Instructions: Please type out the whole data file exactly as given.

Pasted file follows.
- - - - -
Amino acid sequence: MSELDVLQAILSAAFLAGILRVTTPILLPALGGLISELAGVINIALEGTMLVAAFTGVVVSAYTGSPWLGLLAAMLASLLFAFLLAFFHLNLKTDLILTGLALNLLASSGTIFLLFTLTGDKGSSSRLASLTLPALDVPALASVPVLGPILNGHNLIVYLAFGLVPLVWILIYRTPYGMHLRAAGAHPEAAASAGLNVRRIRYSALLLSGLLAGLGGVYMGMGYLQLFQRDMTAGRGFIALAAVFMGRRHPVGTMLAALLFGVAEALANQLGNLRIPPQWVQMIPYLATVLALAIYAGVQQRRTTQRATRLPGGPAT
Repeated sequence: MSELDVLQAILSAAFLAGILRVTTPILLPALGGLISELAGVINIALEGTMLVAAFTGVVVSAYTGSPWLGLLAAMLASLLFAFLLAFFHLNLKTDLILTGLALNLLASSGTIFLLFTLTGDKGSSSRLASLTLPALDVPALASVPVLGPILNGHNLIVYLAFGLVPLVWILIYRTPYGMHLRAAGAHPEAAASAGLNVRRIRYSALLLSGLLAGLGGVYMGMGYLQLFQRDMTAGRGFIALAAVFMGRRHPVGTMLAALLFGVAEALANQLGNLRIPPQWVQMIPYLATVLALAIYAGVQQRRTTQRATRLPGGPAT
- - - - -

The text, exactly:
Amino acid sequence: MSELDVLQAILSAAFLAGILRVTTPILLPALGGLISELAGVINIALEGTMLVAAFTGVVVSAYTGSPWLGLLAAMLASLLFAFLLAFFHLNLKTDLILTGLALNLLASSGTIFLLFTLTGDKGSSSRLASLTLPALDVPALASVPVLGPILNGHNLIVYLAFGLVPLVWILIYRTPYGMHLRAAGAHPEAAASAGLNVRRIRYSALLLSGLLAGLGGVYMGMGYLQLFQRDMTAGRGFIALAAVFMGRRHPVGTMLAALLFGVAEALANQLGNLRIPPQWVQMIPYLATVLALAIYAGVQQRRTTQRATRLPGGPAT
Repeated sequence: MSELDVLQAILSAAFLAGILRVTTPILLPALGGLISELAGVINIALEGTMLVAAFTGVVVSAYTGSPWLGLLAAMLASLLFAFLLAFFHLNLKTDLILTGLALNLLASSGTIFLLFTLTGDKGSSSRLASLTLPALDVPALASVPVLGPILNGHNLIVYLAFGLVPLVWILIYRTPYGMHLRAAGAHPEAAASAGLNVRRIRYSALLLSGLLAGLGGVYMGMGYLQLFQRDMTAGRGFIALAAVFMGRRHPVGTMLAALLFGVAEALANQLGNLRIPPQWVQMIPYLATVLALAIYAGVQQRRTTQRATRLPGGPAT